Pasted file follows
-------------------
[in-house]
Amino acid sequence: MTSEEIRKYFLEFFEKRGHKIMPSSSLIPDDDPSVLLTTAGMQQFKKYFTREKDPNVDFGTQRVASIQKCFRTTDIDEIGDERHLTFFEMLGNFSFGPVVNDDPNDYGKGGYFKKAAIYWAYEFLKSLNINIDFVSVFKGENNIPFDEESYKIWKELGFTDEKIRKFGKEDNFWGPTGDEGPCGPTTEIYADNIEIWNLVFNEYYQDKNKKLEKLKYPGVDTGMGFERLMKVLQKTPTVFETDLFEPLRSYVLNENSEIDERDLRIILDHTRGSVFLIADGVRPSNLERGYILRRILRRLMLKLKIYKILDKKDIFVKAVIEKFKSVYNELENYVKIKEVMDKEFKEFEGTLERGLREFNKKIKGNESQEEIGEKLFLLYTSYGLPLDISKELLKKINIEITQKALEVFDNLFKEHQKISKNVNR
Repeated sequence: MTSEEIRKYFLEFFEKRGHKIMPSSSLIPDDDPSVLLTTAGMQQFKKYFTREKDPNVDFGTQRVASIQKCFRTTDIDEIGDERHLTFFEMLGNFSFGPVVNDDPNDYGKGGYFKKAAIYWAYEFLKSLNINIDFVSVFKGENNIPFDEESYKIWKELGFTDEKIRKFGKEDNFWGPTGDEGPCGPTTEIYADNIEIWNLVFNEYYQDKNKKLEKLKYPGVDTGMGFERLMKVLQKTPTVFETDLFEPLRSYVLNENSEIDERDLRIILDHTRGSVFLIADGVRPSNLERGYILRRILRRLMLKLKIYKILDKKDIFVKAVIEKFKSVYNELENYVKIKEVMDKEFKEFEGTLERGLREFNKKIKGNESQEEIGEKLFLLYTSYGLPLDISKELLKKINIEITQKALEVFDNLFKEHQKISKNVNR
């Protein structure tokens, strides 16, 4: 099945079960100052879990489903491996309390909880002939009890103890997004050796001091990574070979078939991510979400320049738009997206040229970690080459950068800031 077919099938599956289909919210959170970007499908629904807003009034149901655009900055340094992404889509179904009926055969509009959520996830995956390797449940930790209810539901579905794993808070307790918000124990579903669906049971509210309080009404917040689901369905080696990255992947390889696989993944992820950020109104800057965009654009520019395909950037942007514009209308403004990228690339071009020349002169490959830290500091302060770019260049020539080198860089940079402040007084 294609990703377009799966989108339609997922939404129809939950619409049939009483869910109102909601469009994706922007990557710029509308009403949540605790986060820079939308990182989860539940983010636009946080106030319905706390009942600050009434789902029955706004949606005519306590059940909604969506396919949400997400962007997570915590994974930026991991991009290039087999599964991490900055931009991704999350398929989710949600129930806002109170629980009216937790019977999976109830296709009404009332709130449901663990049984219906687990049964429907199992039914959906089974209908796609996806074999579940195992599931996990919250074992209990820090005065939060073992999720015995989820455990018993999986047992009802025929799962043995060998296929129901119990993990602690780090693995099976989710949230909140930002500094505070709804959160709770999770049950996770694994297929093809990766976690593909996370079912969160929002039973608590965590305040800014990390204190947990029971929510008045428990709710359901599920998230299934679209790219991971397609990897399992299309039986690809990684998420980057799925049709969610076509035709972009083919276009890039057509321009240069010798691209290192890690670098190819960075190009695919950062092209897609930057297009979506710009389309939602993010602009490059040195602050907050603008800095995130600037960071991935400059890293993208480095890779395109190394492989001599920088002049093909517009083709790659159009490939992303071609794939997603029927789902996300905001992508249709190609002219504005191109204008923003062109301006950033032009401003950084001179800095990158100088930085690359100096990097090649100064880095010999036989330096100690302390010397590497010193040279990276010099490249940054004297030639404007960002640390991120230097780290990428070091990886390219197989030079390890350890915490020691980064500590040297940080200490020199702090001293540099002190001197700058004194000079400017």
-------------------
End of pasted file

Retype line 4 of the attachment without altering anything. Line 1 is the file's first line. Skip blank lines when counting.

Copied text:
């Protein structure tokens, strides 16, 4: 099945079960100052879990489903491996309390909880002939009890103890997004050796001091990574070979078939991510979400320049738009997206040229970690080459950068800031 077919099938599956289909919210959170970007499908629904807003009034149901655009900055340094992404889509179904009926055969509009959520996830995956390797449940930790209810539901579905794993808070307790918000124990579903669906049971509210309080009404917040689901369905080696990255992947390889696989993944992820950020109104800057965009654009520019395909950037942007514009209308403004990228690339071009020349002169490959830290500091302060770019260049020539080198860089940079402040007084 294609990703377009799966989108339609997922939404129809939950619409049939009483869910109102909601469009994706922007990557710029509308009403949540605790986060820079939308990182989860539940983010636009946080106030319905706390009942600050009434789902029955706004949606005519306590059940909604969506396919949400997400962007997570915590994974930026991991991009290039087999599964991490900055931009991704999350398929989710949600129930806002109170629980009216937790019977999976109830296709009404009332709130449901663990049984219906687990049964429907199992039914959906089974209908796609996806074999579940195992599931996990919250074992209990820090005065939060073992999720015995989820455990018993999986047992009802025929799962043995060998296929129901119990993990602690780090693995099976989710949230909140930002500094505070709804959160709770999770049950996770694994297929093809990766976690593909996370079912969160929002039973608590965590305040800014990390204190947990029971929510008045428990709710359901599920998230299934679209790219991971397609990897399992299309039986690809990684998420980057799925049709969610076509035709972009083919276009890039057509321009240069010798691209290192890690670098190819960075190009695919950062092209897609930057297009979506710009389309939602993010602009490059040195602050907050603008800095995130600037960071991935400059890293993208480095890779395109190394492989001599920088002049093909517009083709790659159009490939992303071609794939997603029927789902996300905001992508249709190609002219504005191109204008923003062109301006950033032009401003950084001179800095990158100088930085690359100096990097090649100064880095010999036989330096100690302390010397590497010193040279990276010099490249940054004297030639404007960002640390991120230097780290990428070091990886390219197989030079390890350890915490020691980064500590040297940080200490020199702090001293540099002190001197700058004194000079400017």